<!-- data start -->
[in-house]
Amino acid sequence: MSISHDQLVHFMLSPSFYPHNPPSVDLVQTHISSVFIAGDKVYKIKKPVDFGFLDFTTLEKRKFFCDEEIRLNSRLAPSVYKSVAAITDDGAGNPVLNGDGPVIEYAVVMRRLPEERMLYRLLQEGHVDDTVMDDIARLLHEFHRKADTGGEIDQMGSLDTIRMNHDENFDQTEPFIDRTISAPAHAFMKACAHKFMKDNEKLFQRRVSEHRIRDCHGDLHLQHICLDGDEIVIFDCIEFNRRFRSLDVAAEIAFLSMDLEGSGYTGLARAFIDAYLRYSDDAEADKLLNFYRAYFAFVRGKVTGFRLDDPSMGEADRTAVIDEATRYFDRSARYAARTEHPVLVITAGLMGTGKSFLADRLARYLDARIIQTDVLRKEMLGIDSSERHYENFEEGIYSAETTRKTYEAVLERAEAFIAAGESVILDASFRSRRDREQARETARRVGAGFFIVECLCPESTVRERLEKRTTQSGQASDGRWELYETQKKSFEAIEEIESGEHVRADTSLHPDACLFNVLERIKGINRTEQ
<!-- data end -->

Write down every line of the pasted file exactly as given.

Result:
[in-house]
Amino acid sequence: MSISHDQLVHFMLSPSFYPHNPPSVDLVQTHISSVFIAGDKVYKIKKPVDFGFLDFTTLEKRKFFCDEEIRLNSRLAPSVYKSVAAITDDGAGNPVLNGDGPVIEYAVVMRRLPEERMLYRLLQEGHVDDTVMDDIARLLHEFHRKADTGGEIDQMGSLDTIRMNHDENFDQTEPFIDRTISAPAHAFMKACAHKFMKDNEKLFQRRVSEHRIRDCHGDLHLQHICLDGDEIVIFDCIEFNRRFRSLDVAAEIAFLSMDLEGSGYTGLARAFIDAYLRYSDDAEADKLLNFYRAYFAFVRGKVTGFRLDDPSMGEADRTAVIDEATRYFDRSARYAARTEHPVLVITAGLMGTGKSFLADRLARYLDARIIQTDVLRKEMLGIDSSERHYENFEEGIYSAETTRKTYEAVLERAEAFIAAGESVILDASFRSRRDREQARETARRVGAGFFIVECLCPESTVRERLEKRTTQSGQASDGRWELYETQKKSFEAIEEIESGEHVRADTSLHPDACLFNVLERIKGINRTEQ